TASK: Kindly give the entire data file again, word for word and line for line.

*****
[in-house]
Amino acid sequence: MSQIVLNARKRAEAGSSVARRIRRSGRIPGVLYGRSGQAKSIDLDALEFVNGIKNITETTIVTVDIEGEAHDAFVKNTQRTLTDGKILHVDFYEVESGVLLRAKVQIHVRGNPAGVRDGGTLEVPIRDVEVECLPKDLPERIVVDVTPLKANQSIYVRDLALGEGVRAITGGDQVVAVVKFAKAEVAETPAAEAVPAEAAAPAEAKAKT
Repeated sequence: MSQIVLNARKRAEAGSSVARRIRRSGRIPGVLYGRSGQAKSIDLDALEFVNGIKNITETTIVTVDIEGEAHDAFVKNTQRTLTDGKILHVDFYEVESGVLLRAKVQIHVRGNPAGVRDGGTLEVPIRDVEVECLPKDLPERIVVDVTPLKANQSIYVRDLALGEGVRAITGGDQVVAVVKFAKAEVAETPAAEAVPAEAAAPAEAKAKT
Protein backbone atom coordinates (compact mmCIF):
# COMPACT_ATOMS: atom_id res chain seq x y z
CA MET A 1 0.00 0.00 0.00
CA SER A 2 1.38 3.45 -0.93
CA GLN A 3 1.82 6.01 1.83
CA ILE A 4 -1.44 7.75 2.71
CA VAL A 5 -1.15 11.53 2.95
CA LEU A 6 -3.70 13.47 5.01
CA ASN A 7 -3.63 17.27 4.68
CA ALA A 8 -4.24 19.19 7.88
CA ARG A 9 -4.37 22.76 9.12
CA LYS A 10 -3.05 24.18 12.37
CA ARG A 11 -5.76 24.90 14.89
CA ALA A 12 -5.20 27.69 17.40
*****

[in-house]
Amino acid sequence: MSQIVLNARKRAEAGSSVARRIRRSGRIPGVLYGRSGQAKSIDLDALEFVNGIKNITETTIVTVDIEGEAHDAFVKNTQRTLTDGKILHVDFYEVESGVLLRAKVQIHVRGNPAGVRDGGTLEVPIRDVEVECLPKDLPERIVVDVTPLKANQSIYVRDLALGEGVRAITGGDQVVAVVKFAKAEVAETPAAEAVPAEAAAPAEAKAKT
Repeated sequence: MSQIVLNARKRAEAGSSVARRIRRSGRIPGVLYGRSGQAKSIDLDALEFVNGIKNITETTIVTVDIEGEAHDAFVKNTQRTLTDGKILHVDFYEVESGVLLRAKVQIHVRGNPAGVRDGGTLEVPIRDVEVECLPKDLPERIVVDVTPLKANQSIYVRDLALGEGVRAITGGDQVVAVVKFAKAEVAETPAAEAVPAEAAAPAEAKAKT
Protein backbone atom coordinates (compact mmCIF):
# COMPACT_ATOMS: atom_id res chain seq x y z
CA MET A 1 0.00 0.00 0.00
CA SER A 2 1.38 3.45 -0.93
CA GLN A 3 1.82 6.01 1.83
CA ILE A 4 -1.44 7.75 2.71
CA VAL A 5 -1.15 11.53 2.95
CA LEU A 6 -3.70 13.47 5.01
CA ASN A 7 -3.63 17.27 4.68
CA ALA A 8 -4.24 19.19 7.88
CA ARG A 9 -4.37 22.76 9.12
CA LYS A 10 -3.05 24.18 12.37
CA ARG A 11 -5.76 24.90 14.89
CA ALA A 12 -5.20 27.69 17.40